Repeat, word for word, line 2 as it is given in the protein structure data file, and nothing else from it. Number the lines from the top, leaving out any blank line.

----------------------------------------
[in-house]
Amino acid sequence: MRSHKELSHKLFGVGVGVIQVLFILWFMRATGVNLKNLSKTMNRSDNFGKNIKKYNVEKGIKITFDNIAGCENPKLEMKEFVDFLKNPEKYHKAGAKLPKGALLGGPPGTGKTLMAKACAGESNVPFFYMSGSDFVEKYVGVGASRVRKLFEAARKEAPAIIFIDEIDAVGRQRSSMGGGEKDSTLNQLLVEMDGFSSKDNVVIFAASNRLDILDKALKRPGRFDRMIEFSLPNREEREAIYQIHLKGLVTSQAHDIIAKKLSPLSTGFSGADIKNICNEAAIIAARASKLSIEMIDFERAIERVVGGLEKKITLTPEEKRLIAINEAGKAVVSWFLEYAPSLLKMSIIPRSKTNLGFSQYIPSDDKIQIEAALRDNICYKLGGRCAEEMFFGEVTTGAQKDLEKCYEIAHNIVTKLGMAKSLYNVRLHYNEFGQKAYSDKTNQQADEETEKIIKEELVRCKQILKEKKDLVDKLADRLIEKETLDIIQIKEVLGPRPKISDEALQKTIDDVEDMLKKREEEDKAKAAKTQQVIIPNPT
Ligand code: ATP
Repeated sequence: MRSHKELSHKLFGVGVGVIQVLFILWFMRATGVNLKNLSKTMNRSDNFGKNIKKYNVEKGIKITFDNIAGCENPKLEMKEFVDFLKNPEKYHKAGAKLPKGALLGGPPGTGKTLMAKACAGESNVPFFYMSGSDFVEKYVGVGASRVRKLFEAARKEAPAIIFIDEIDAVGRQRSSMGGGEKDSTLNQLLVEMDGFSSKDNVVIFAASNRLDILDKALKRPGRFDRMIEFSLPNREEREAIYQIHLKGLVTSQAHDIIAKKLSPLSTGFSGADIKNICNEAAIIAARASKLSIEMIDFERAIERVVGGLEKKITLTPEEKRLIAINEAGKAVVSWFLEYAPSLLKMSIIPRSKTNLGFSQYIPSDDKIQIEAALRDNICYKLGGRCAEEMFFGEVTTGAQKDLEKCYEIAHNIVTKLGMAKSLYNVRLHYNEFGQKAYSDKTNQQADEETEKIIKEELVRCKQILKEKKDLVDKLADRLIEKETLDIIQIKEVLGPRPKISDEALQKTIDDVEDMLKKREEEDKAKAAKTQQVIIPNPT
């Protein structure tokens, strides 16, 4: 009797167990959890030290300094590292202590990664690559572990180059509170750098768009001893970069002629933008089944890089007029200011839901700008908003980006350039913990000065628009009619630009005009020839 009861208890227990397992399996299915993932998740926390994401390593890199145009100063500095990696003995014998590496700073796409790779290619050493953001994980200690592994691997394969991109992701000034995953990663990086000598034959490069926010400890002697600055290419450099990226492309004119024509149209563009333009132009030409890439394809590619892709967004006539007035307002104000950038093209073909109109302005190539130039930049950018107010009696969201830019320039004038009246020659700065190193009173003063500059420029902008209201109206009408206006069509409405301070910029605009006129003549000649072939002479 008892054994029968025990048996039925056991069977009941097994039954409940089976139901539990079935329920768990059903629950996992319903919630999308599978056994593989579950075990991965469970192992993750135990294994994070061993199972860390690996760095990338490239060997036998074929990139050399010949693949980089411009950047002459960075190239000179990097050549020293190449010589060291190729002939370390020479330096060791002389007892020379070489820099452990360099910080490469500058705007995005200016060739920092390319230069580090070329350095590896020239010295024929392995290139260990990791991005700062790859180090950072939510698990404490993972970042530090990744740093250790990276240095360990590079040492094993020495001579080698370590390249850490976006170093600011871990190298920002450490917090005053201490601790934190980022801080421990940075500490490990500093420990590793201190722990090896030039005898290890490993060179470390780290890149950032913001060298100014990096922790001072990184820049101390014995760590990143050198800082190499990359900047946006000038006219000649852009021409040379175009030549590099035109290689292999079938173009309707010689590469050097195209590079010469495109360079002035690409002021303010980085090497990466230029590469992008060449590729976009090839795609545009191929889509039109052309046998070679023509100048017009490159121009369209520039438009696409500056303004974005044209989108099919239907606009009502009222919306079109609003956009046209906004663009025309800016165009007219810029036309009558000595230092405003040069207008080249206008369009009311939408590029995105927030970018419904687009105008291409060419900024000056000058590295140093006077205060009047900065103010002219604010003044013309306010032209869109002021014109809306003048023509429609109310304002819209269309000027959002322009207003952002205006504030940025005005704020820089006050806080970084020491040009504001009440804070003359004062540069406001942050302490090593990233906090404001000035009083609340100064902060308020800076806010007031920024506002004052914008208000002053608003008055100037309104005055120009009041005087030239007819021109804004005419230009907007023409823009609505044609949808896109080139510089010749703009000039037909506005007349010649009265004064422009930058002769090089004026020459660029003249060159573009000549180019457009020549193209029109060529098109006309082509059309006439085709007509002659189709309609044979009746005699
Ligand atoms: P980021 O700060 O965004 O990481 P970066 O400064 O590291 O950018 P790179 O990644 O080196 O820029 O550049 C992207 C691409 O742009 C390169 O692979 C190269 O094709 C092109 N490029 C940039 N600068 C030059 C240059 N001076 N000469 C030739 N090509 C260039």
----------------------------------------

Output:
Amino acid sequence: MRSHKELSHKLFGVGVGVIQVLFILWFMRATGVNLKNLSKTMNRSDNFGKNIKKYNVEKGIKITFDNIAGCENPKLEMKEFVDFLKNPEKYHKAGAKLPKGALLGGPPGTGKTLMAKACAGESNVPFFYMSGSDFVEKYVGVGASRVRKLFEAARKEAPAIIFIDEIDAVGRQRSSMGGGEKDSTLNQLLVEMDGFSSKDNVVIFAASNRLDILDKALKRPGRFDRMIEFSLPNREEREAIYQIHLKGLVTSQAHDIIAKKLSPLSTGFSGADIKNICNEAAIIAARASKLSIEMIDFERAIERVVGGLEKKITLTPEEKRLIAINEAGKAVVSWFLEYAPSLLKMSIIPRSKTNLGFSQYIPSDDKIQIEAALRDNICYKLGGRCAEEMFFGEVTTGAQKDLEKCYEIAHNIVTKLGMAKSLYNVRLHYNEFGQKAYSDKTNQQADEETEKIIKEELVRCKQILKEKKDLVDKLADRLIEKETLDIIQIKEVLGPRPKISDEALQKTIDDVEDMLKKREEEDKAKAAKTQQVIIPNPT